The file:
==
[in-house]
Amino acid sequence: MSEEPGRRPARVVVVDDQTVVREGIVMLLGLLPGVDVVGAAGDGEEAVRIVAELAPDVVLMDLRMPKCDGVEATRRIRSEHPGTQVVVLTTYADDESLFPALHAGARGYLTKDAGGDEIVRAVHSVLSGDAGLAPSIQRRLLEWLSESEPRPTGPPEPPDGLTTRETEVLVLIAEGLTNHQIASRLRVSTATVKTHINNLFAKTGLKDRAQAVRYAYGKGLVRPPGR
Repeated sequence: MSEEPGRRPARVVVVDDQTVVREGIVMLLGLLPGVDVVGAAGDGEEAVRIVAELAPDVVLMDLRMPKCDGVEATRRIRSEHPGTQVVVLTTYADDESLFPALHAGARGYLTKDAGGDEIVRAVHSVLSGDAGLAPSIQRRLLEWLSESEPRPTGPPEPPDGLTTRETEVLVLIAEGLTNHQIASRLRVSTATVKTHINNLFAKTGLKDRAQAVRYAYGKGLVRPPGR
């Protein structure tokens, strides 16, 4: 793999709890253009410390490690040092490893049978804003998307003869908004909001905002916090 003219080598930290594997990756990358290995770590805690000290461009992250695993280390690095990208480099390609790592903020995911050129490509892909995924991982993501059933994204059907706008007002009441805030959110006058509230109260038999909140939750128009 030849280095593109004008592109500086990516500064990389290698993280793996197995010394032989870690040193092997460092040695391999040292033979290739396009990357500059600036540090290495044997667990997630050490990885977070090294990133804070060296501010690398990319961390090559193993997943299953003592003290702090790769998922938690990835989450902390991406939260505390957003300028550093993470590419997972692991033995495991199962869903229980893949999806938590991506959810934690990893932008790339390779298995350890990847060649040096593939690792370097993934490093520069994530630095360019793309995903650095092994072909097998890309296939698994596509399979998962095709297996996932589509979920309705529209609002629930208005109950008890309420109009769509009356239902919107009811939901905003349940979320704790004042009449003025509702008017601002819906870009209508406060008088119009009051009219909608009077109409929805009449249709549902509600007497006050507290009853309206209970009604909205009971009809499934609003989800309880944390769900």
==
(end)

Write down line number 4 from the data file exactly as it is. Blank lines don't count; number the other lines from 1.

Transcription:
């Protein structure tokens, strides 16, 4: 793999709890253009410390490690040092490893049978804003998307003869908004909001905002916090 003219080598930290594997990756990358290995770590805690000290461009992250695993280390690095990208480099390609790592903020995911050129490509892909995924991982993501059933994204059907706008007002009441805030959110006058509230109260038999909140939750128009 030849280095593109004008592109500086990516500064990389290698993280793996197995010394032989870690040193092997460092040695391999040292033979290739396009990357500059600036540090290495044997667990997630050490990885977070090294990133804070060296501010690398990319961390090559193993997943299953003592003290702090790769998922938690990835989450902390991406939260505390957003300028550093993470590419997972692991033995495991199962869903229980893949999806938590991506959810934690990893932008790339390779298995350890990847060649040096593939690792370097993934490093520069994530630095360019793309995903650095092994072909097998890309296939698994596509399979998962095709297996996932589509979920309705529209609002629930208005109950008890309420109009769509009356239902919107009811939901905003349940979320704790004042009449003025509702008017601002819906870009209508406060008088119009009051009219909608009077109409929805009449249709549902509600007497006050507290009853309206209970009604909205009971009809499934609003989800309880944390769900």